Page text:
The Expedition 63 crew focused its attention today on maintaining International Space Station systems and keeping the orbiting lab in tip-top shape. More eye checks were also on the schedule as doctors seek to protect crew vision in microgravity.
Commander Chris Cassidy of NASA started his morning organizing science hardware inside the Columbus laboratory module from the European Space Agency (ESA). He reconfigured radiation detection gear and adjusted research racks to install stowage bags and create more space inside Columbus. Afterward, Cassidy removed an atmosphere monitor from the U.S. Destiny laboratory module then reinstalled and activated it inside the Harmony module.
The veteran NASA astronaut also partnered once again with experienced Flight Engineer Anatoly Ivanishin for another eye exam, this time using optical coherence tomography gear. Crew members have reported vision issues and scientists are exploring why and seek to ensure healthy eyes while living in space.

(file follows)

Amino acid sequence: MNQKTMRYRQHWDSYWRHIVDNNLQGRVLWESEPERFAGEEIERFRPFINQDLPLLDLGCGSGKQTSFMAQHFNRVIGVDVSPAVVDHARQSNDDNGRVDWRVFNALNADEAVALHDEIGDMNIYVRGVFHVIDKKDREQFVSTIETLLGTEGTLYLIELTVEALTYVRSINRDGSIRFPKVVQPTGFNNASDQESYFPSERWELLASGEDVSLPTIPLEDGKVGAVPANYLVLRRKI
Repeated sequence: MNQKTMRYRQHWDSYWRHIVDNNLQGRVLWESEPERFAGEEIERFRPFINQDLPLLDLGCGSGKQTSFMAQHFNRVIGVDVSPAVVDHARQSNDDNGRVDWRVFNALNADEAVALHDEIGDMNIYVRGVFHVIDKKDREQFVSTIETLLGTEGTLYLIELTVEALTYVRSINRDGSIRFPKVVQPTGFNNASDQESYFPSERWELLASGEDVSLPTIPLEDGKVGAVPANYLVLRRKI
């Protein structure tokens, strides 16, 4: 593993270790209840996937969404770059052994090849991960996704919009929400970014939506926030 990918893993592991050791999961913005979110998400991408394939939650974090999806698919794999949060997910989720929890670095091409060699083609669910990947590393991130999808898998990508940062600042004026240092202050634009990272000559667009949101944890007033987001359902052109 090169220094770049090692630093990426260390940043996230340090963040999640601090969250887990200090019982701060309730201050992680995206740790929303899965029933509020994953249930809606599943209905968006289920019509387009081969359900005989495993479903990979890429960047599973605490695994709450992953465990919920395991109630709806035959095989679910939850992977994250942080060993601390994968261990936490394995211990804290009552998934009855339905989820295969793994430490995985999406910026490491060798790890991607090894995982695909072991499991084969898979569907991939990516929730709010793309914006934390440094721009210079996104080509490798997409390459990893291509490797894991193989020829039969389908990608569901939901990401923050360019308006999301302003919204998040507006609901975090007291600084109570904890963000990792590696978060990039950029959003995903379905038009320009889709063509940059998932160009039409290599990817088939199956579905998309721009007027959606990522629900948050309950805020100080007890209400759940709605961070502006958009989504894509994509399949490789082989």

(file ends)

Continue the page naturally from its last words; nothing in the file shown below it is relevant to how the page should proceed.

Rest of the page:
Ivanishin, who is on his third station spaceflight, spent Thursday morning servicing power systems in the Russian segment of the orbiting lab. Before wrapping up his day with eye checks, he replaced Russian thermal sensors and updated the station’s inventory management system.
First time space-flyer Ivan Vagner participated in a variety public affairs events for Russian media. He had a live event in the morning where he discussed living aboard the space station. He also recorded messages celebrating Russian space achievements to be broadcast on Earth at later date. Vagner ended his day checking out spacecraft systems inside the Progress 75 cargo craft.